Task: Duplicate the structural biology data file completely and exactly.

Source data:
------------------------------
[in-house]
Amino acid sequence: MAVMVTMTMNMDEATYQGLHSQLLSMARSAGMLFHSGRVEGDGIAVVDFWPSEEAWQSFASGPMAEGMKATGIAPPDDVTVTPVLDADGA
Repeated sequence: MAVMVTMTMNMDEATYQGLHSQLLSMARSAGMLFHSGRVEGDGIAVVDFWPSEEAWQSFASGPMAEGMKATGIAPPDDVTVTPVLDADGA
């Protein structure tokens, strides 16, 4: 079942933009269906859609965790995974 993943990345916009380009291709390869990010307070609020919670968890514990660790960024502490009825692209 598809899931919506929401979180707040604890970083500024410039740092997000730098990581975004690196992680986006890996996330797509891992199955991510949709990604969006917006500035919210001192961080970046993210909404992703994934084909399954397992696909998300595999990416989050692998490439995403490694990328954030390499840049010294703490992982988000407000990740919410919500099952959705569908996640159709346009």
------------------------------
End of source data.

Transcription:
[in-house]
Amino acid sequence: MAVMVTMTMNMDEATYQGLHSQLLSMARSAGMLFHSGRVEGDGIAVVDFWPSEEAWQSFASGPMAEGMKATGIAPPDDVTVTPVLDADGA
Repeated sequence: MAVMVTMTMNMDEATYQGLHSQLLSMARSAGMLFHSGRVEGDGIAVVDFWPSEEAWQSFASGPMAEGMKATGIAPPDDVTVTPVLDADGA
């Protein structure tokens, strides 16, 4: 079942933009269906859609965790995974 993943990345916009380009291709390869990010307070609020919670968890514990660790960024502490009825692209 598809899931919506929401979180707040604890970083500024410039740092997000730098990581975004690196992680986006890996996330797509891992199955991510949709990604969006917006500035919210001192961080970046993210909404992703994934084909399954397992696909998300595999990416989050692998490439995403490694990328954030390499840049010294703490992982988000407000990740919410919500099952959705569908996640159709346009």